How I Quit the Big 4

Photo by Simone Hutsch on Unsplash

February 2020 marks three years since my last day at the largest professional services firm in Los Angeles. In spring 2017, I told myself that I will no longer be working for consulting companies. I quit the Big 4 and packed everything I had and moved to a small town in Arkansas.

I thought I would miss being in the Big 4. After all, there were some great, brilliant, and damn inspiring people working there. When I was searching for jobs outside of the Big 4, I was also reading online articles about people quitting consulting for a smidgen of validation. I was scared to see what my life would be like in the industry. Scared that I may make the wrong choice, that I have to go(crawl) back to the big 4 because I miss the money, the status, the flight & hotel points, the vast amount of exciting projects, and awesome opportunities to run into Hollywood stars once in a year (PwC audited Oscar). How can I leave all of that behind and still be happy? Surely I would be missing the bougie office and the prestige of working at THE biggest professional service firm in the world. What if I don’t like industry? What if all my coworkers are dumb, inefficient, incoherent, backward, bible-thumping conservatives living in the deep south?

I took the leap. Honestly, to this day, I don’t know what made me finally change my mind and accept this job offer but I did. As it turns out, after I quit, I never looked back (for at least 3 years until I started writing this article!)

It’s understandable that people want to go into the Big 4. There is a lot of fantastic career experience to be had and to put on your resume. If someone coming straight out of college asks me whether they should go into the Big 4 or industry, I’d still recommend going into the Big 4 first. It is almost another schooling system except you also get paid (low-paying slavery). You learn some hard stuff, like how to work with the manager who micro-manages everything, how to work under pressure (because the client must have it NOW and it’s always an emergency), how to learn an industry quickly and be able to bullshit some stories back to your client. You learn some other stuff that you probably won’t need, like a snobby taste for coffee (because EVERYONE talks about it), wine, and food, constant competition with your coworkers on who has the most hotel/flight points and highest status of the privilege of living in a fancier tiny box-sized room for days on end, and all the fancy watch brand you’ve never heard of. You love the font Georgia and you spell out numbers under 10.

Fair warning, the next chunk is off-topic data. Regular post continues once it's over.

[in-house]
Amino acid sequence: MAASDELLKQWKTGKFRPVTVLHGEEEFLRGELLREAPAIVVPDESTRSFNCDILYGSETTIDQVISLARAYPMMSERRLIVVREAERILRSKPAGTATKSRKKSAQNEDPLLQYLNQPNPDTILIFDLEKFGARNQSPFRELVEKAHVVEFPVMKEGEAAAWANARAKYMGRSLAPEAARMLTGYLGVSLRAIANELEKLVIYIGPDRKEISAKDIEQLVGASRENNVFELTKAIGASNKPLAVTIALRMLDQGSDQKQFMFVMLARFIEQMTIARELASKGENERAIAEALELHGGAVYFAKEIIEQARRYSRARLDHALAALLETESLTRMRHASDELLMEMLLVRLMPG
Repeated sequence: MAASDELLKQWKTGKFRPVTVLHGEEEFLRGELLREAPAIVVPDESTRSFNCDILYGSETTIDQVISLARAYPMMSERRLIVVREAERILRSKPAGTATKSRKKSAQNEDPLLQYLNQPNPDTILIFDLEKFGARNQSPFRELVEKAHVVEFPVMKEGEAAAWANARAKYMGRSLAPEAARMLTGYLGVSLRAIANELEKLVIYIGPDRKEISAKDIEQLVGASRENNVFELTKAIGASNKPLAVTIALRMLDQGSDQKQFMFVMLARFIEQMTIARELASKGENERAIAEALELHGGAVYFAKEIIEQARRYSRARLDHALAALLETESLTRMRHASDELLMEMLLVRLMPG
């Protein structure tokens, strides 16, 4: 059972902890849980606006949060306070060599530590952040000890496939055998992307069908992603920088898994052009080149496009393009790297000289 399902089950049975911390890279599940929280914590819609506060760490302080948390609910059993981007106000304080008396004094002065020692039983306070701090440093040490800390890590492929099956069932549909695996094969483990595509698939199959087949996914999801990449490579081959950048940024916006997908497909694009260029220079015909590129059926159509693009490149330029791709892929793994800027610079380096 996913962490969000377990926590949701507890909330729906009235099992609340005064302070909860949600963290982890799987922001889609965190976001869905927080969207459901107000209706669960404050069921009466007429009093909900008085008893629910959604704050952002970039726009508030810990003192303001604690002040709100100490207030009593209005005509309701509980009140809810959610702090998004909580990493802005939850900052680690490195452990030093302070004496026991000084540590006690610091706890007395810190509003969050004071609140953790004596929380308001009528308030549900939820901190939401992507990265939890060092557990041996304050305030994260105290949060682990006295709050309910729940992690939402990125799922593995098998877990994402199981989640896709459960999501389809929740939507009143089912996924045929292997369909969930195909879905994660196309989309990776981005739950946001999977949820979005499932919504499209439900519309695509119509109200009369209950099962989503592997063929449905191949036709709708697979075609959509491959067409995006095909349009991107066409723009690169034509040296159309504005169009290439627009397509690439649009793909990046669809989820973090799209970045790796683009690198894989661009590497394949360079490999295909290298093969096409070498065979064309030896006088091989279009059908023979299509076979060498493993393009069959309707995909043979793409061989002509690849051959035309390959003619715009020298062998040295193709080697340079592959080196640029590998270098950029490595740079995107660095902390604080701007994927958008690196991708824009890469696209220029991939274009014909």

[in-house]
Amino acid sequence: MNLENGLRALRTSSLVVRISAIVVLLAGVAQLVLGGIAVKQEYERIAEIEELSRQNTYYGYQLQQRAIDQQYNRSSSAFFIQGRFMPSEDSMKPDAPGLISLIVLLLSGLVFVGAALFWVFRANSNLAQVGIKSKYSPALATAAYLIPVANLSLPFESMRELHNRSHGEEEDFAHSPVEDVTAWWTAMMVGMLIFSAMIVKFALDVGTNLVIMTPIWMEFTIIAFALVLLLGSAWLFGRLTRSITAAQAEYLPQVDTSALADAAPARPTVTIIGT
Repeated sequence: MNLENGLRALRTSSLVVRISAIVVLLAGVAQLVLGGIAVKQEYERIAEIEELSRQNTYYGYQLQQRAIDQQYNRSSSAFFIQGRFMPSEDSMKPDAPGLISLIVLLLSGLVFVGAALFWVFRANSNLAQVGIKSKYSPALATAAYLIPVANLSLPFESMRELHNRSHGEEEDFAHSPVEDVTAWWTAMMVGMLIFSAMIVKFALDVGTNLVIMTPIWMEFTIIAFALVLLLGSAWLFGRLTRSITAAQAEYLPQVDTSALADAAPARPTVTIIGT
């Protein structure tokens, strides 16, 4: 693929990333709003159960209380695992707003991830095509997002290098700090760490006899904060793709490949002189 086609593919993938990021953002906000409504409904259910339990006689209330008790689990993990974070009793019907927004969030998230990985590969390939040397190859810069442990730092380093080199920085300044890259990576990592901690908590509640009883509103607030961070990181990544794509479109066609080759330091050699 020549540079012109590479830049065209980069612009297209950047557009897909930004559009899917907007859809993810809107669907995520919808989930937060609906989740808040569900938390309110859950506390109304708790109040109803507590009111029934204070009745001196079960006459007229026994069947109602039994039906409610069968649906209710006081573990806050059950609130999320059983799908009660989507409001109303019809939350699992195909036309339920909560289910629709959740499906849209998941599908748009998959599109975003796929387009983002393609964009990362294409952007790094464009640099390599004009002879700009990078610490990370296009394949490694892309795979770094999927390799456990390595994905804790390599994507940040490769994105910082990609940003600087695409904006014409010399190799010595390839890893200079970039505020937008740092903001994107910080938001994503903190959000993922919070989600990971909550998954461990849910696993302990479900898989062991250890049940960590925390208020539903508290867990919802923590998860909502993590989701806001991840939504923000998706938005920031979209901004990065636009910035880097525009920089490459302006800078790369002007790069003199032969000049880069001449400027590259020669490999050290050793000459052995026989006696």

In the midst of all that, passing the CPA exam, and wondering whether you’ve completely lost your soul along with the will to live, your client calls (yet again) for ‘follow up questions’ on the report you sent over, life has sped up and passed you by. Oh sure, the firms tell you that there is “work-life integration” (they don’t call it work-life balance anymore because there IS NO balance.). They showcase single moms rocking a partner position while feeding their 2-year-old baby, with a subtitle “the firm is so flexible with me through all my life stages.” You drink the cool-aid and dream about one day becoming a partner at the firm. How fabulous and glorious would that moment be?

Quitting PwC gave me another opportunity to see the world from a different perspective, one that is not completely driven by fame and status. I started to discover my own meaning of life, something that’s other than how much money I make, my staff level, whether I’ve been put on an international project, and where have I gone on exotic vacation resorts.